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Voter fraud

Here’s  a comment from ★FALCON★ at Birther Report (29-Nov-2015)

Trump will lose by pandering to Obama’s 22 special-interests groups. Trump needs to focus on getting the Conservative Bloc out – when that happens he wins in a landslide.

Also, remember you need to add in about 10 percent Communist voter fraud. So Trump needs about 85 percent of the Conservative bloc to show-up.

While it’s not something you hear every day, part of the birther denial of Obama’s presidency is to attribute his election to fraud, and to tie this idea to undocumented alien residents in the country.

I got to spend some extended time with a right-wing fellow this week, and he commented that he expected Hillary Clinton to win the next presidential election, and that win would be buttressed by voter fraud. I told him that I worked election in our state and that we didn’t have problems with voter fraud. He countered with “900 dead voters.” (More on that in a minute.)

There is a liberal/conservative divide around elections. Conservatives say that there is widespread voter fraud and that the laws have to be strengthened to prevent it. Liberals say that voter fraud is an insignificantly tiny problem and that the new laws to prevent fraud are actually ways to lower the turnout of minority voters. (Being a progressive-leaning person, I agree with the latter position.)

It turns out that the South Carolina “dead voter” story is not new; I just missed it the first time around. The story relates to elections between 2005 and 2010. Our esteemed Republican governor had appointed another esteemed Republican to head the S. C. Department of Motor Vehicles, and that individual for reasons one might suspect relate to justifying the new S. C. Voter ID Law, decided to match voter participation records against DMV records, and discovered what appeared to be 953 persons who voted in elections, but were in fact dead. Rather than go to the Elections Commission with this result, he went to the newspapers. It appears that the esteemed Republican head of the South Carolina Law Enforcement Division referred the result to the Department of Justice. The story even made it to Fox News (which is probably why I didn’t hear about it).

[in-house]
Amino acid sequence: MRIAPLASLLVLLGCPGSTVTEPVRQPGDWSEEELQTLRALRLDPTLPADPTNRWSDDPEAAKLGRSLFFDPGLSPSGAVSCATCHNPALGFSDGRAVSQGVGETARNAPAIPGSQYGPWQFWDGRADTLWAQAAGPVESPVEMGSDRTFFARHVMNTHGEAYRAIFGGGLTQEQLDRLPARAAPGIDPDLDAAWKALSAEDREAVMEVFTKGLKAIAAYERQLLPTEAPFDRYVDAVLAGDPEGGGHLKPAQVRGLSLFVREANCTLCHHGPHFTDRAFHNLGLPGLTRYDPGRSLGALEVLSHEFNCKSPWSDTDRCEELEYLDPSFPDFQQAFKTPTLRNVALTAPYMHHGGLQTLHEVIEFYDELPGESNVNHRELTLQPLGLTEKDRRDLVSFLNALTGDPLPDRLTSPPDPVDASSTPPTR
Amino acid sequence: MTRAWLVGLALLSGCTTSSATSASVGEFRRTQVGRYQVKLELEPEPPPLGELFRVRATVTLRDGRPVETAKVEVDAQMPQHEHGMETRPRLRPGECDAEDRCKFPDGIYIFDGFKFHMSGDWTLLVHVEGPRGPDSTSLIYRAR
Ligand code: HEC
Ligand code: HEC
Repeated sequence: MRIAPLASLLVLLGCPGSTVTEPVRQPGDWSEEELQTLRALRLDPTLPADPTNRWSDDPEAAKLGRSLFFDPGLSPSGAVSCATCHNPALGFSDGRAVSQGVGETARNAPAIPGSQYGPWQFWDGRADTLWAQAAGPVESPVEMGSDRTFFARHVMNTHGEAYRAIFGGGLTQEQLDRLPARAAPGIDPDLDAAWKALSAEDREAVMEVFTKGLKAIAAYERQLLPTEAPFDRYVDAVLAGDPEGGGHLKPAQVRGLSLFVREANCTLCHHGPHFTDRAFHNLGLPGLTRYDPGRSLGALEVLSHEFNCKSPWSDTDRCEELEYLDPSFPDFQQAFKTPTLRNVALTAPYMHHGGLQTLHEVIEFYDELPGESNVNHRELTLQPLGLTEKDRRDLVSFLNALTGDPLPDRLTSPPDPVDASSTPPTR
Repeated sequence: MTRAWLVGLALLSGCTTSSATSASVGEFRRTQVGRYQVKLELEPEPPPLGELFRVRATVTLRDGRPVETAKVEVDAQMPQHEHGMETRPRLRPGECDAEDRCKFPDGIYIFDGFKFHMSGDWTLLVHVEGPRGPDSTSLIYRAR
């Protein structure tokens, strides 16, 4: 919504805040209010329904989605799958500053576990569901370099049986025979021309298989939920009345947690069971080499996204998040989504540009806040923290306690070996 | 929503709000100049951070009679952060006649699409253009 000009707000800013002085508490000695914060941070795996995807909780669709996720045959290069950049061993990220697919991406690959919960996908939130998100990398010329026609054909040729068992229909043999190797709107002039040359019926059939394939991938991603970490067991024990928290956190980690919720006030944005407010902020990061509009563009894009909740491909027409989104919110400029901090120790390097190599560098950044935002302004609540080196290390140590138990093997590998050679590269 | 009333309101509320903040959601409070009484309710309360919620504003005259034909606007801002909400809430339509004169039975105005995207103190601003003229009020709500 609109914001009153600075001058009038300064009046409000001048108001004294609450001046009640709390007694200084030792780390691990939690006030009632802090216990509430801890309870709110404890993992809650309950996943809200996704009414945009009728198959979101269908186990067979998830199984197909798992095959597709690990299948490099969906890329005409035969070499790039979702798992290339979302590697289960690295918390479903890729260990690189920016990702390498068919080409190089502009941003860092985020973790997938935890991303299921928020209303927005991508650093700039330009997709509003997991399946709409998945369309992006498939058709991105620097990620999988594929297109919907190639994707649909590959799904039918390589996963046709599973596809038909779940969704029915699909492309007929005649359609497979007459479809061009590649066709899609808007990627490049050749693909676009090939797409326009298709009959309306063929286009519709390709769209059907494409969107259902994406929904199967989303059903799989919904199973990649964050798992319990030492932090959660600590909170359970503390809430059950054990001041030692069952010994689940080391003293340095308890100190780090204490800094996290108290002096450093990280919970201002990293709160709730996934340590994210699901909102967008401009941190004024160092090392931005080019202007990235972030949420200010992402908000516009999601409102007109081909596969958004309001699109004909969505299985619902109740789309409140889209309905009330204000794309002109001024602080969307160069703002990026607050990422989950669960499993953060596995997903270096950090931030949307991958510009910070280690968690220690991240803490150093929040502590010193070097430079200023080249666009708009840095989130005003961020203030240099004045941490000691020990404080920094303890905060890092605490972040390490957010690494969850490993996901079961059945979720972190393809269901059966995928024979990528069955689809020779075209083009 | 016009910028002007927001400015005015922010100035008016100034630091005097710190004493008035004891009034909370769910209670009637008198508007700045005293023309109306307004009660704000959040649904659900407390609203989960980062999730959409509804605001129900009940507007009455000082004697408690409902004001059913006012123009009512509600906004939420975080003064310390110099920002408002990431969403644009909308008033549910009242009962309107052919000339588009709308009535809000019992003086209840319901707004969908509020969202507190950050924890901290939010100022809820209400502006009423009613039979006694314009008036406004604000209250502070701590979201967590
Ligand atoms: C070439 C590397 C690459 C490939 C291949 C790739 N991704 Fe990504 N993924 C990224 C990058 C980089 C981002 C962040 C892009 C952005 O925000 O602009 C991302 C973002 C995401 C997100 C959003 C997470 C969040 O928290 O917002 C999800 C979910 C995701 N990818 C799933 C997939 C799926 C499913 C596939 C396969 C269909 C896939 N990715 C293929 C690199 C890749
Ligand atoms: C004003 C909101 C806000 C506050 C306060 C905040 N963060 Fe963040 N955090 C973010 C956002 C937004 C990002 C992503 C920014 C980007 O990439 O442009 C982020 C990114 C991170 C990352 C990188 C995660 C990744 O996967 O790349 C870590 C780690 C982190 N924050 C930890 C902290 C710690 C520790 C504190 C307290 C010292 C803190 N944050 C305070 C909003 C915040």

Indeed the SC Elections Commission had some difficulty getting the list of 953 Communists in the State Department deceased voters flagged by the DMV, but when they did, they focused on the 207 cases related to the most recent election (2010) and found no instance of fraud, not one, nada, zip.

The reasons for the “false flag operation” by the DMV are perhaps technically interesting, and those would like to read the details can find them in the Election Commission press release from 2012, “SEC Releases Findings on ‘Dead Voters’ Investigation.” (As a poll manager in the state, I was certainly interested.) As an aside, there is a legitimate situation where a deceased person can vote: if a voter mails in an absentee ballot and dies before the election, their vote on election day still counts.